- One eye consists of more than two million working parts: Incredibly complex, your eye, as previously mentioned, is a highly productive and resilient organ that can adjust to different conditions and overcome a number of disturbances.
- Your eyes can recognize candle light from up to 14 miles away: Of course, this can only be done under perfect conditions, but it's impressive nonetheless. Your eyes are the strongest muscles in your body relative to their duties, and they function at 100 percent capacity. Capabilities such as this one prove they're one of the most powerful tools possessed by humans.
- Males are much more likely to be colorblind than females: Seven percent of the American male population, 10 million, see green and red abnormally. Meanwhile, just four-tenths of a percent of women experience the same problem. Researchers hypothesize that the genes causing colorblindness reside close to each other on the X chromosome — males, of course, only have one.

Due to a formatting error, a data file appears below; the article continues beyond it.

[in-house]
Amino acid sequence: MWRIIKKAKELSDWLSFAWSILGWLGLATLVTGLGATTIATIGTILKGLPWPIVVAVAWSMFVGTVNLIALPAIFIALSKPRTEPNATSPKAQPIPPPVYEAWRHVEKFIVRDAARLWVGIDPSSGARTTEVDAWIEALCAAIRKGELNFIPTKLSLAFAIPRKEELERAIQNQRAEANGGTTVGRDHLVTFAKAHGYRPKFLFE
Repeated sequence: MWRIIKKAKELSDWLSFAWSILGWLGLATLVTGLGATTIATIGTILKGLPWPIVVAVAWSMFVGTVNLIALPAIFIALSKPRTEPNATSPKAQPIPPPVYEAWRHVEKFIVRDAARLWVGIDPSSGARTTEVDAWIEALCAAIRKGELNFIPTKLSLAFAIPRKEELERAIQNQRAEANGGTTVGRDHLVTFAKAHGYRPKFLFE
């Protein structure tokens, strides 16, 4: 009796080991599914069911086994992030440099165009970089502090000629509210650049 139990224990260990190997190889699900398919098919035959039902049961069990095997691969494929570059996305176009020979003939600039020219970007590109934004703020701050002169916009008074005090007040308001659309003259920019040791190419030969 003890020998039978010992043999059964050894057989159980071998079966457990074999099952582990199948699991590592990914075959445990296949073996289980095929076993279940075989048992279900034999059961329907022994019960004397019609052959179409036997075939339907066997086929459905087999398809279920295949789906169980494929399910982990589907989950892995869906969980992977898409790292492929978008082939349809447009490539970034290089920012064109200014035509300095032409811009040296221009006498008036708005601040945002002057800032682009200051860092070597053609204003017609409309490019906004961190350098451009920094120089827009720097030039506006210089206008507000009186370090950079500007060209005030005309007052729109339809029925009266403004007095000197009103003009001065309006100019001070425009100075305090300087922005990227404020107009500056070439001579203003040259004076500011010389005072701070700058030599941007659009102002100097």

- Instantaneous hearing loss occurs at 120 decibels: Prolonged exposure to any sound reaching 80 decibels can cause hearing loss, but instantaneous hearing loss can occur at 120 decibels, which is the equivalent of sitting in front of speakers at a rock concert. At 140 decibels, the equivalent of a jet engine or a gunshot, hearing loss and actual pain can occur.
- Tinnitus affects at least 15 percent of the U.S. population: If you constantly hear ringing, clicking, hissing or roaring sounds, you're not alone. Common causes include exposure to loud noises and medication, and it can even occur as a side effect of issues such as high or low blood pressure, heart problems and the presence of tumors. Human ears are sensitive anatomical organs that should be treated with the utmost care.
- You can smell about 10,000 odors: Although our sense of smell is inferior to the sense of smell possessed by animals, many of which have inferior eyesight anyway, we're still capable of detecting a multitude of odors using the nose's olfactory receptor neurons. Those receptors are each encoded with a unique gene; if you lack a gene, then you lack the ability to detect that smell.